Hearing it Saying It Seeing It

Stigma and The Change in Mind State

art, colors, and mind image
*Picture Belong To WeHeartit*

With Mental Health Day just recently passing, the topic of mental health should be freely talked about in a healthy environment.

With a large percentage of the population suffering from a mental illness – at any one time some seven million people in England and Wales over the age of 16 – shows that it’s a big issue in this country and we should conquer it.

Mental asylums, created back in the Victorian Era, are now replaced by mental hospitals in the early 1960’s. Words like “lunancy” and “insane”, that were used to describe people suffering from the illnesses, are now considered derogatory terms to associate it with mental illness in this modern society. Also, medications are used now to control the disorders, instead of using extreme treatment like Lobotomy and Metrazol therapy. See the change?

Despite of these statistics and revolutionizing changes , they are a large amount of people who are so ashamed to speak about their issues and struggles, which causes them to suffer  in silence. The troubling stigma and the misconceptions surrounding mental illnesses are one of the reasons why.

The stigma is a mark of disgrace that sets a person apart.When a person is labelled by their illness they are seen as part of astereotyped group. Negative attitudes create prejudice which leads to negative actions and discrimination

Society may have found new treatments both medically and socially, but people still find it hard to contend with the social stigma that stains them in a very negative way. With the insufficient facilities in certain areas in the country and the lack of awareness, it’s inevitable that people would feel alone and isolated in a first world country, that is suppose to provide plenty of healthcare resources to accommodate their needs.

Luckily, things like Mental Health Day help raise awareness, developing more resources and facilities and showing that compassion can help someone suffering a lot.

A Few Things You Should Know: 

  • People of all gender and backgrounds can be subjected to a mental illness – No matter what religion or place you are from, it can happen to anyone. It isn’t a “taboo” and no-one should be frowned upon/disowned because of it.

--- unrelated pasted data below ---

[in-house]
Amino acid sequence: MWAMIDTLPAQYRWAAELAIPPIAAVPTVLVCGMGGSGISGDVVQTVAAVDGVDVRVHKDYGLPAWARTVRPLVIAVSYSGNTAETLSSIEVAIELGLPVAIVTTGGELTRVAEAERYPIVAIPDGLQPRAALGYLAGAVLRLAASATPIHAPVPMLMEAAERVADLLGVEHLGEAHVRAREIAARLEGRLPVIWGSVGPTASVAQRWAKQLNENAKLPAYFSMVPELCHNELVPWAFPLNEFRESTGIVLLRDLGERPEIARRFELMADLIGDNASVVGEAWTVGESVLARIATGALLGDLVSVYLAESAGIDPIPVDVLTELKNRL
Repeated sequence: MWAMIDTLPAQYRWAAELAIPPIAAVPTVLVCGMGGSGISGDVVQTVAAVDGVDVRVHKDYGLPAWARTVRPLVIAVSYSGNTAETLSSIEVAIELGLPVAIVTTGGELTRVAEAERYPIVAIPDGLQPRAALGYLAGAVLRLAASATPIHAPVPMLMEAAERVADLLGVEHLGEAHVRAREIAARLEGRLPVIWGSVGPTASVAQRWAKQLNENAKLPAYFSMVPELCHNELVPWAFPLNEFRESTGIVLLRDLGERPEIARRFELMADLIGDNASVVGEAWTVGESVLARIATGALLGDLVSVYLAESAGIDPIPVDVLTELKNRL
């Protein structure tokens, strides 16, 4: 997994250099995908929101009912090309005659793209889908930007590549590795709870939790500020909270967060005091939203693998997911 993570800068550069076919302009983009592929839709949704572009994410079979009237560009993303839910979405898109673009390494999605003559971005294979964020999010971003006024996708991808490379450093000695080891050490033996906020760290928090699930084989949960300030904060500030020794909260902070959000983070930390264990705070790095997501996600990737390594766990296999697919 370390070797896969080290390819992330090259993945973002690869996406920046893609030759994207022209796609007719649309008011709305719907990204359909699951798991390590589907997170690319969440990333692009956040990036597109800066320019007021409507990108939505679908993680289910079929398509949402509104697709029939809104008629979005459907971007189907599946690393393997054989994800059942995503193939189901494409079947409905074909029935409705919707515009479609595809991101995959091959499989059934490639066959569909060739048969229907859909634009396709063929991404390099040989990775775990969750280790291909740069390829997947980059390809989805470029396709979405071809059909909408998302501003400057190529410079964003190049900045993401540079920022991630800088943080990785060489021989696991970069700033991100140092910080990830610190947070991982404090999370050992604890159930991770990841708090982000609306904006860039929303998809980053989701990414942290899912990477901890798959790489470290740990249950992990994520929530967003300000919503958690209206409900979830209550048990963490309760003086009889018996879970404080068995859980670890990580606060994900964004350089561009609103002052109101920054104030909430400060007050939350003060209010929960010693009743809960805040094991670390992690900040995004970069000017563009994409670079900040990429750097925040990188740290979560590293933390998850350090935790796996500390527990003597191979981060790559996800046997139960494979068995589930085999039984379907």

• Saying cliches like “Just Chill”, “Stop worrying about too many things” and “Be more confident in yourself” is definitely not going to help someone any shape or form – How can they “just chill” or “stop worrying” if they can’t stop over-thinking? There isn’t a button to abruptly stop it. So reiterating these vague words isn’t going to remotely do anything to change their outlook on the situation. This leads to them becoming more frustrating and not speak up because of the brash response that they get.
  • A sufferer ISN’T crazy – Because of the image that the stigma, people would think that a sufferer is crazy because of the unusual thoughts and things that they would say. That is not the case, traumatic experiences in someone’s life can affect them in so many different ways, which can cause an alter in their mental state. Don’t prejudge someone based on what you see.

If mental illnesses isn’t dealt with in a civil way, it can lead to things more sinister like suicide.

Always lend a helping hand and give someone that shoulder to lean on.

Info and stats belong to:

http://www.telegraph.co.uk/education/2016/10/21/why-are-we-so-ashamed-of-mental-health-problems-when-they-affect/ 

http://www.independent.co.uk/life-style/health-and-families/health-news/the-demise-of-the-asylum-and-the-rise-of-care-in-the-community-8352927.html

 

 

Leave a Reply

Fill in your details below or click an icon to log in:

WordPress.com Logo

You are commenting using your WordPress.com account. Log Out / Change )

Twitter picture

You are commenting using your Twitter account. Log Out / Change )

Facebook photo

You are commenting using your Facebook account. Log Out / Change )

Google+ photo

You are commenting using your Google+ account. Log Out / Change )

Connecting to %s